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Comments

Michael Peng

In terms of social development the U.S., in my opinion, is at least a hundred years ahead of China. The question U.S. firms face is whether they want to return to the past. Society evolves gradually. If U.S. firms choose to leave, they not only lose China's market, but also the chance to make an impact in China. In brief, they should comply

Suraj Babalola

I am Nigerian and have lived under a repressive regime. It is a horrible experience no human being should be subjected to, what with fear, lack of privacy, and so on.

I would be very happy if both Google and Yahoo resisted these constraints. The real bottom line is people, no matter where they reside. We are all connected. Please do not limit this discussion to China. Extend it to Africa and help us rid this continent of similarly repressive policies.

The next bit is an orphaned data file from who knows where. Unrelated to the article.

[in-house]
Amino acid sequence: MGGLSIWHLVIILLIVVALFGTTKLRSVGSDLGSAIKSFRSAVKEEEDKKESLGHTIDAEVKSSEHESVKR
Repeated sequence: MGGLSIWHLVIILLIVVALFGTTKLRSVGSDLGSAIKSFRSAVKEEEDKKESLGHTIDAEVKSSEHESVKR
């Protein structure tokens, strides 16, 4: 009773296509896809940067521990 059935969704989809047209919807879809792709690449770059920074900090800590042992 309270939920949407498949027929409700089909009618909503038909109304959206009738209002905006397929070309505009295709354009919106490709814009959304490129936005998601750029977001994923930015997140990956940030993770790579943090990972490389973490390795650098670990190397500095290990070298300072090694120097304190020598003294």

Nicole Herbots

We solved this question during the Cold War. Economics control change. Economic exchange with a repressive society yields less than desired results (e.g., the consequence of sales of technology to Iraq and Iran) even if it is tempting in the short term. Enabling the repressive regime to function with these products will in the long term undermine these U.S. companies' viability. As soon as China can, it will switch to Chinese, easier-to-control companies. Our truest self-interest is in the end always the ethical choice of resisting or leaving, as we will inevitably be the next victims of the repressive policies we did not confront but ended up supporting by complying. Always apply pressure in the right direction.

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